Any idea who built the transformer for the retro 176?

Any idea who built the transformer for the retro 176?

i dont. i thought they were made by cinemag - but david said its not the case.... so i have no clue. cheers


Thanks guys!

great to finally see some movement here :)

Looking amazing mate-2 quick questions-presumably you've allowed for the sowter output transformer for the 176 and do you have a ballpark figure in mind do I can start saving caus I'd hate to miss this!

I'm sorry but at this moment there are still so many things to consider and I'm also still waiting on quotes by suppliers for turret boards etc. that I can't put out any numbers at this time. As soon as I figured it out, I'll let you all know :)

regarding the output transformer & the retro 176.
As far as I've heard from a fellow forum member who owns a retro 176 - that thing sounds absolutely great but in his opinion not vintage at all. Rather clean sounding compared to the original 175b/176.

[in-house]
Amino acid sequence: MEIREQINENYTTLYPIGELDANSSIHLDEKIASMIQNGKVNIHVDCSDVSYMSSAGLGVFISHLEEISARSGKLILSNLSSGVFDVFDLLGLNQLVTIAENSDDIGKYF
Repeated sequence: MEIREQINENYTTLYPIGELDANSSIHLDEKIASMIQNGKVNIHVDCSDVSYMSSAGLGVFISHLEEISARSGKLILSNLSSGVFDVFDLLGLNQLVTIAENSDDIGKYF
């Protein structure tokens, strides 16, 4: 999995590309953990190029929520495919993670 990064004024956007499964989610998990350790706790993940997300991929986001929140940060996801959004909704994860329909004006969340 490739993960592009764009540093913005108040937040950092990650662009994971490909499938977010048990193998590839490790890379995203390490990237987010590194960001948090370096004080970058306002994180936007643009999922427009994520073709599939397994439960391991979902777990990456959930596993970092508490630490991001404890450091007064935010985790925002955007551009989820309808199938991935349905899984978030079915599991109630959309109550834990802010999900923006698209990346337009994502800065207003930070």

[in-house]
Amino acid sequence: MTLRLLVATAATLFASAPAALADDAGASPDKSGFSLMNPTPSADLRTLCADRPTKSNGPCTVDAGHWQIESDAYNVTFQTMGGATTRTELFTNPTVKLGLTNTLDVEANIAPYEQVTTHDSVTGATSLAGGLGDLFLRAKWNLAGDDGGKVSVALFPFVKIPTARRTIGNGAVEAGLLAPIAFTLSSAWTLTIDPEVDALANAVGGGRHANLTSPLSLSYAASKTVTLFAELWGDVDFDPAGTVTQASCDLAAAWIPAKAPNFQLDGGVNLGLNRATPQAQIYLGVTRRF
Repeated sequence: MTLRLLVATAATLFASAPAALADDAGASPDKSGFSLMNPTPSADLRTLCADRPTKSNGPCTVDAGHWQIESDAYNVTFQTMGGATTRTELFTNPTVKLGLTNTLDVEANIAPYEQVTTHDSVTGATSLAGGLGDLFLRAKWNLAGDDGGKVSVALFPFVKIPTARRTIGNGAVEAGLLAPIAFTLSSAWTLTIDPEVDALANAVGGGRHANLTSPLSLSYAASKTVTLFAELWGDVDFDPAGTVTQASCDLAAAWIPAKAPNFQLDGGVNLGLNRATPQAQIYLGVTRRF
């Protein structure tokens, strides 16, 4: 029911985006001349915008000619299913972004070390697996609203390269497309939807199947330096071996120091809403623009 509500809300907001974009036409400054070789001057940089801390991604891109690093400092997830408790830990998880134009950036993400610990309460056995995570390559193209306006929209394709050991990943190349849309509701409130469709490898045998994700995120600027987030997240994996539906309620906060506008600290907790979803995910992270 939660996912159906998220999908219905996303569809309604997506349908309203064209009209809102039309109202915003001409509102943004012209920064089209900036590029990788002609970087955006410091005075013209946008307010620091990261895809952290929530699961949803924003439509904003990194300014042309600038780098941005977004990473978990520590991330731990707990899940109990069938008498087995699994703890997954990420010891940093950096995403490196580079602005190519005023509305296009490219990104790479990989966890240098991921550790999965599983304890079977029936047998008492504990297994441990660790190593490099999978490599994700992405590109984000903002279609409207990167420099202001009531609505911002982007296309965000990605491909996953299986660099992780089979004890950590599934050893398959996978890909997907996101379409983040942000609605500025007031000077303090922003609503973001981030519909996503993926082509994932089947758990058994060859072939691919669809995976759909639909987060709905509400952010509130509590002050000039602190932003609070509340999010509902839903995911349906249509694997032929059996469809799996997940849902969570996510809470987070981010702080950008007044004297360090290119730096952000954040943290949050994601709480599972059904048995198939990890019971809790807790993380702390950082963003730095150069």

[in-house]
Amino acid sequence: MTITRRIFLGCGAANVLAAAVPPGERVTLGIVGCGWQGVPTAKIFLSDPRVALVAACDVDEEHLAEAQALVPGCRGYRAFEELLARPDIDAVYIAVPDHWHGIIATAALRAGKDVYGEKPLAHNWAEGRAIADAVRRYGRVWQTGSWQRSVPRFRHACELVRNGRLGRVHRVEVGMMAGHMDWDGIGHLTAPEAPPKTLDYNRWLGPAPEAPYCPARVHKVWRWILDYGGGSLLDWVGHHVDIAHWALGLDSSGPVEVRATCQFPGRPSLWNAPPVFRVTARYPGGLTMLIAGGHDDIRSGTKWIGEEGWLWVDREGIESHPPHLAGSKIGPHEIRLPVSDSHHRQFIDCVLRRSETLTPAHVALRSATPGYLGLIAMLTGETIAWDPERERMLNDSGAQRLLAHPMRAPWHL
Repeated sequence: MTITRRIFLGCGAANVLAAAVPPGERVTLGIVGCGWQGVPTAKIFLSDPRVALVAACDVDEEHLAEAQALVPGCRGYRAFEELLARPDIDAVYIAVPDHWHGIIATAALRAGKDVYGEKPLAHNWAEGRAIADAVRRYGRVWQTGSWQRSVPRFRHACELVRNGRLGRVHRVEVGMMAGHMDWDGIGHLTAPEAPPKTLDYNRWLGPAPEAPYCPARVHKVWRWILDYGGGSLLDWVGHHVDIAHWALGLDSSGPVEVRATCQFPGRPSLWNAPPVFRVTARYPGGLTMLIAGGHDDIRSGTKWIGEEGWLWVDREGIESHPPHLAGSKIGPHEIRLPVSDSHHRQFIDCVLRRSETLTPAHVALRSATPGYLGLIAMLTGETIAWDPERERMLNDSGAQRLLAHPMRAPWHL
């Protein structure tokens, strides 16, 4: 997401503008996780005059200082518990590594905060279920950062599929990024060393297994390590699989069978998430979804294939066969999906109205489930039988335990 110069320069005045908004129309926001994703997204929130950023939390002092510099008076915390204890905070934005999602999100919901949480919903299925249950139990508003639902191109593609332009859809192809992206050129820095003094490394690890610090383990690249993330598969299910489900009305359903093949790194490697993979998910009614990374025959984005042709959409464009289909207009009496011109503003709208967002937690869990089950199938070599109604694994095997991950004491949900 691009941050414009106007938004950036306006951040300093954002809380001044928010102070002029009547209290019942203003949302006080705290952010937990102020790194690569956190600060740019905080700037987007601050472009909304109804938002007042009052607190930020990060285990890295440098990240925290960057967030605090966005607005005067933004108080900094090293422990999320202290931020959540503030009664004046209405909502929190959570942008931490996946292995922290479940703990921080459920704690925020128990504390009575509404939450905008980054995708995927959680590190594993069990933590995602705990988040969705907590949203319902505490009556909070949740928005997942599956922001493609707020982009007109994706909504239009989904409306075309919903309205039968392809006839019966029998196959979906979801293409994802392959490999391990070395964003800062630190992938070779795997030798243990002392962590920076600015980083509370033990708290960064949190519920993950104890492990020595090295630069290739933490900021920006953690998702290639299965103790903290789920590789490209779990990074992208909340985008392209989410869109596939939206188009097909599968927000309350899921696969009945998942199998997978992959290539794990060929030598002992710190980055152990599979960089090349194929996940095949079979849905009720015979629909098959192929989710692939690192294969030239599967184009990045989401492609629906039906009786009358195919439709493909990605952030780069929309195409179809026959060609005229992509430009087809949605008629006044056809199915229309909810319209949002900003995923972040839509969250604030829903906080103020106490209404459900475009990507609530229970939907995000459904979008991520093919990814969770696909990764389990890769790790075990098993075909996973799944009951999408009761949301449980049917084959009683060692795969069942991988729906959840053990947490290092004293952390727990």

Unit7 - if you read this it would be great to have you chime in  ;)

Apart from that I can say the OT substitute from Sowter is massive! Bigger than the original - all mumetal covered.
But in terms of specs Sowter said they are very close to the original ones, but with better shielding.
Even the color codes of the wires are pretty much the same as specified in the 176 schematics.

Today I finished the 2nd pcb as well as mounting all components to the chassis. Here's the 2nd pcb - it's not as crowded as the first one, but it has a can cap soldered straight to it: